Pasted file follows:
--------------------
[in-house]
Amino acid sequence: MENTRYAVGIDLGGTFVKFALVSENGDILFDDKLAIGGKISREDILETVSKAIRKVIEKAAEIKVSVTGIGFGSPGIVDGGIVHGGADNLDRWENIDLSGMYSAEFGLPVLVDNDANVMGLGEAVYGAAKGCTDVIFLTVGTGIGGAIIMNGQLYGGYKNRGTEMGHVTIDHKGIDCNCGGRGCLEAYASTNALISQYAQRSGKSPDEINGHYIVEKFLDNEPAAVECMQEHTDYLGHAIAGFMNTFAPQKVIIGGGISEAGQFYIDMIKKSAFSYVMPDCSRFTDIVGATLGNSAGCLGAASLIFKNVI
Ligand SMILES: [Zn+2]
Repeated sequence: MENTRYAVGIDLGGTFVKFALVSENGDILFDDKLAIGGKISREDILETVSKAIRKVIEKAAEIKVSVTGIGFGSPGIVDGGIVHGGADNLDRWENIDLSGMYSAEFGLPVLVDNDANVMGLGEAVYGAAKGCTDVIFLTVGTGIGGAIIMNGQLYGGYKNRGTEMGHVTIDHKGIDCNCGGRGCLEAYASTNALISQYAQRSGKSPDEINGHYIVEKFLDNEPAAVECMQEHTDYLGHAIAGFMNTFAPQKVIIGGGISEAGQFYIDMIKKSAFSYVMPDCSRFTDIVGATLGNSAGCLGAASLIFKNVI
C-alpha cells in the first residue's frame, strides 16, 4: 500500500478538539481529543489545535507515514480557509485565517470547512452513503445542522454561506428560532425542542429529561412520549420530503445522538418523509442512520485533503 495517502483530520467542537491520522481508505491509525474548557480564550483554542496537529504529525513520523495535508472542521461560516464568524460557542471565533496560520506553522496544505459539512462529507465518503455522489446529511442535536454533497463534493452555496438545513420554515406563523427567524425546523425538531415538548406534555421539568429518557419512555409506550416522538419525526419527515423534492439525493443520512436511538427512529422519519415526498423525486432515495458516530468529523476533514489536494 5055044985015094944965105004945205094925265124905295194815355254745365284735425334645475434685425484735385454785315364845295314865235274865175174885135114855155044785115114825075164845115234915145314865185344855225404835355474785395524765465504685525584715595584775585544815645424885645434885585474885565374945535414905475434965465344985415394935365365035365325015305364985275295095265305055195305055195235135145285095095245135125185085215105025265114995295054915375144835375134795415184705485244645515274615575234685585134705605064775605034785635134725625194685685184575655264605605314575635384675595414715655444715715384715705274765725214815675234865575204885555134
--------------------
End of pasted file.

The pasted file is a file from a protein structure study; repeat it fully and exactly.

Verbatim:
[in-house]
Amino acid sequence: MENTRYAVGIDLGGTFVKFALVSENGDILFDDKLAIGGKISREDILETVSKAIRKVIEKAAEIKVSVTGIGFGSPGIVDGGIVHGGADNLDRWENIDLSGMYSAEFGLPVLVDNDANVMGLGEAVYGAAKGCTDVIFLTVGTGIGGAIIMNGQLYGGYKNRGTEMGHVTIDHKGIDCNCGGRGCLEAYASTNALISQYAQRSGKSPDEINGHYIVEKFLDNEPAAVECMQEHTDYLGHAIAGFMNTFAPQKVIIGGGISEAGQFYIDMIKKSAFSYVMPDCSRFTDIVGATLGNSAGCLGAASLIFKNVI
Ligand SMILES: [Zn+2]
Repeated sequence: MENTRYAVGIDLGGTFVKFALVSENGDILFDDKLAIGGKISREDILETVSKAIRKVIEKAAEIKVSVTGIGFGSPGIVDGGIVHGGADNLDRWENIDLSGMYSAEFGLPVLVDNDANVMGLGEAVYGAAKGCTDVIFLTVGTGIGGAIIMNGQLYGGYKNRGTEMGHVTIDHKGIDCNCGGRGCLEAYASTNALISQYAQRSGKSPDEINGHYIVEKFLDNEPAAVECMQEHTDYLGHAIAGFMNTFAPQKVIIGGGISEAGQFYIDMIKKSAFSYVMPDCSRFTDIVGATLGNSAGCLGAASLIFKNVI
C-alpha cells in the first residue's frame, strides 16, 4: 500500500478538539481529543489545535507515514480557509485565517470547512452513503445542522454561506428560532425542542429529561412520549420530503445522538418523509442512520485533503 495517502483530520467542537491520522481508505491509525474548557480564550483554542496537529504529525513520523495535508472542521461560516464568524460557542471565533496560520506553522496544505459539512462529507465518503455522489446529511442535536454533497463534493452555496438545513420554515406563523427567524425546523425538531415538548406534555421539568429518557419512555409506550416522538419525526419527515423534492439525493443520512436511538427512529422519519415526498423525486432515495458516530468529523476533514489536494 5055044985015094944965105004945205094925265124905295194815355254745365284735425334645475434685425484735385454785315364845295314865235274865175174885135114855155044785115114825075164845115234915145314865185344855225404835355474785395524765465504685525584715595584775585544815645424885645434885585474885565374945535414905475434965465344985415394935365365035365325015305364985275295095265305055195305055195235135145285095095245135125185085215105025265114995295054915375144835375134795415184705485244645515274615575234685585134705605064775605034785635134725625194685685184575655264605605314575635384675595414715655444715715384715705274765725214815675234865575204885555134